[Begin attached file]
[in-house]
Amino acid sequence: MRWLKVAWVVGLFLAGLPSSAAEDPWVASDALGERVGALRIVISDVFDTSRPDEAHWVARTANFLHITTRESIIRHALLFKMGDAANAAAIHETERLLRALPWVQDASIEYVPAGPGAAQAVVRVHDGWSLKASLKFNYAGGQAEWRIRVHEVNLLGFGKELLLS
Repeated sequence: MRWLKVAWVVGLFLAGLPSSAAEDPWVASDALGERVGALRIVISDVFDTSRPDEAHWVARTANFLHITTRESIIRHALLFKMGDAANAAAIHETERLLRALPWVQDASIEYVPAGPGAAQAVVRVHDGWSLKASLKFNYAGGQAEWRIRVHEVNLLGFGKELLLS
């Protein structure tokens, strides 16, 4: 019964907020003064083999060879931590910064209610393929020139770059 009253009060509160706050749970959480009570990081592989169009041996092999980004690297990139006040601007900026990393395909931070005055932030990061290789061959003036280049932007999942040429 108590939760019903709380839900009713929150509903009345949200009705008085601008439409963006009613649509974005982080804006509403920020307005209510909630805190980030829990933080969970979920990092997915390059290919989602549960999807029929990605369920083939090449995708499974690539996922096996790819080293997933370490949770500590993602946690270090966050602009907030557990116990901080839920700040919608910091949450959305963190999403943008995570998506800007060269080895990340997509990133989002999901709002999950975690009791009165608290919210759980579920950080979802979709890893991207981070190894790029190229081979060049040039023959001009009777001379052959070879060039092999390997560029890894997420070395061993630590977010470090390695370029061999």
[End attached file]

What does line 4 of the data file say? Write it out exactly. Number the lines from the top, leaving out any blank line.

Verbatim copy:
């Protein structure tokens, strides 16, 4: 019964907020003064083999060879931590910064209610393929020139770059 009253009060509160706050749970959480009570990081592989169009041996092999980004690297990139006040601007900026990393395909931070005055932030990061290789061959003036280049932007999942040429 108590939760019903709380839900009713929150509903009345949200009705008085601008439409963006009613649509974005982080804006509403920020307005209510909630805190980030829990933080969970979920990092997915390059290919989602549960999807029929990605369920083939090449995708499974690539996922096996790819080293997933370490949770500590993602946690270090966050602009907030557990116990901080839920700040919608910091949450959305963190999403943008995570998506800007060269080895990340997509990133989002999901709002999950975690009791009165608290919210759980579920950080979802979709890893991207981070190894790029190229081979060049040039023959001009009777001379052959070879060039092999390997560029890894997420070395061993630590977010470090390695370029061999």